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Published:  23 July, 2008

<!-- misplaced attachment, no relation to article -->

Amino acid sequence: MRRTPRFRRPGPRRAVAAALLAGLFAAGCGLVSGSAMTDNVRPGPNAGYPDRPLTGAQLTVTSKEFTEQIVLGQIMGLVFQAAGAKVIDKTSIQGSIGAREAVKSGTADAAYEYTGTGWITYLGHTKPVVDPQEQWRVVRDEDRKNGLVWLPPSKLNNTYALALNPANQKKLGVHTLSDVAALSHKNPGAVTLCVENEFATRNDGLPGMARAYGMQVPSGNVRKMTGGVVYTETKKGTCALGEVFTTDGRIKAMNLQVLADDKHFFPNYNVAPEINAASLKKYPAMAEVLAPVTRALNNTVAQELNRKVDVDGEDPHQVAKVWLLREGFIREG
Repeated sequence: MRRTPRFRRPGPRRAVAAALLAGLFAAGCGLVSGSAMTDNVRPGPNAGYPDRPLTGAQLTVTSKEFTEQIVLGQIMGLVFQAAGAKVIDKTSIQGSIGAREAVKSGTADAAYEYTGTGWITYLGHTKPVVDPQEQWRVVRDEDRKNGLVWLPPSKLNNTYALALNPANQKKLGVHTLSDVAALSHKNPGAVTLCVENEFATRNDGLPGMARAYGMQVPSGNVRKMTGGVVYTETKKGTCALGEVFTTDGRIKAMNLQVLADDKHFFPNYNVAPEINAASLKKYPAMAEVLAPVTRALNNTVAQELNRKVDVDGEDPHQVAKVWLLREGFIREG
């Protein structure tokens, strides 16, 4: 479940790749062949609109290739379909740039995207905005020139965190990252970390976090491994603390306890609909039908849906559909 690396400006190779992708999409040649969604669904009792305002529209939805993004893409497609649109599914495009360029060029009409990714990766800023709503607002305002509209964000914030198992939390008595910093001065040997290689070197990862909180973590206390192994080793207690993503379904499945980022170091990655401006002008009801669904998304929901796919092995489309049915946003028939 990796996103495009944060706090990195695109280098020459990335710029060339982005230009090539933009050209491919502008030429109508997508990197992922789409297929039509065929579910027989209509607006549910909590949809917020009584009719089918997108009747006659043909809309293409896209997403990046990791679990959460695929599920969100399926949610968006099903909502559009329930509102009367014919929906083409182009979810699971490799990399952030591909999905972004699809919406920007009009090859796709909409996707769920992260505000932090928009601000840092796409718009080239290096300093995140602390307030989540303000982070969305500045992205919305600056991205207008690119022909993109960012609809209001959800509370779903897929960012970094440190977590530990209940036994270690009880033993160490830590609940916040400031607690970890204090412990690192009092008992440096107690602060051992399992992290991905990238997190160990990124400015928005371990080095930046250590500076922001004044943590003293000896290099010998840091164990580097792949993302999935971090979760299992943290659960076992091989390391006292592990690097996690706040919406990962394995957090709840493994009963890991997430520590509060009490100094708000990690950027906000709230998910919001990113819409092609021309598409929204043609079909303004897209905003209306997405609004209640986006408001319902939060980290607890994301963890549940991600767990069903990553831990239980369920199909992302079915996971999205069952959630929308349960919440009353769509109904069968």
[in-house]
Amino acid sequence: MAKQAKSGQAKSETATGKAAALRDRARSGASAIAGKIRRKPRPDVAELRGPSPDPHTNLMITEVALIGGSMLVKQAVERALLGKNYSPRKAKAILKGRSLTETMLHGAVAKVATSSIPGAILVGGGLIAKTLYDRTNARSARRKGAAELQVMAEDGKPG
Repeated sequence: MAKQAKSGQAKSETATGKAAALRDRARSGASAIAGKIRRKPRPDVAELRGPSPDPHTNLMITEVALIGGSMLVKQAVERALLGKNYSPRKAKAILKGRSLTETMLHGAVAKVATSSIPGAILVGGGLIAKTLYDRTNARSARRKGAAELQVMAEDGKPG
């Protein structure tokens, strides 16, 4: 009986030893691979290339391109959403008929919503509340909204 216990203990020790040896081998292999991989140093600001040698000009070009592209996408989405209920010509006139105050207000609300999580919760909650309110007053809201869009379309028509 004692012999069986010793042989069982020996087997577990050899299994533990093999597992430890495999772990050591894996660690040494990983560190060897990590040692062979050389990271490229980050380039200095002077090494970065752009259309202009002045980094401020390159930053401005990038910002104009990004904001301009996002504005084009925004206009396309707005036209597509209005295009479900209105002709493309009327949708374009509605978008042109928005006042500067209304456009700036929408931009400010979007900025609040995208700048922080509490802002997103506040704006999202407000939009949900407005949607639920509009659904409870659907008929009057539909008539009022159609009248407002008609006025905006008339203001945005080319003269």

The Wine & Spirit Association has announced that it and participating companies have decided to continue with the controversial research into the causes and frequency of wine taint. This follows the presentation of initial findings at the London International Wine & Spirits Fair, which caused a stir when the figures for faulty wine turned out to be much lower than expected (Harpers, 1 June). Out of 5,735 wines tested, 2.3% were faulty, with 1% oxidised, 0.7% volatile, and 0.6% musty. Former WSA chairman Dr Barry Sutton acknowledged a bigger sample was required, and now 10,000 bottles of wine have been checked. Participating companies agreed to continue the project, subject to: varying the methodology to take into account, among other things, oxidation at the panel assessment/ verification stage; holding an assessment day at Campden & Chorleywood Food Association for taint panellists; and possibly linking a calibration exercise to the current project. Sutton said: "We are also looking carefully at the incidence of oxidation, which appeared to be worryingly high in our first stage research. The recent reported findings in the Australian Wine Research Institute study would appear to confirm our view that we should analyse oxidation levels as well as musty taint."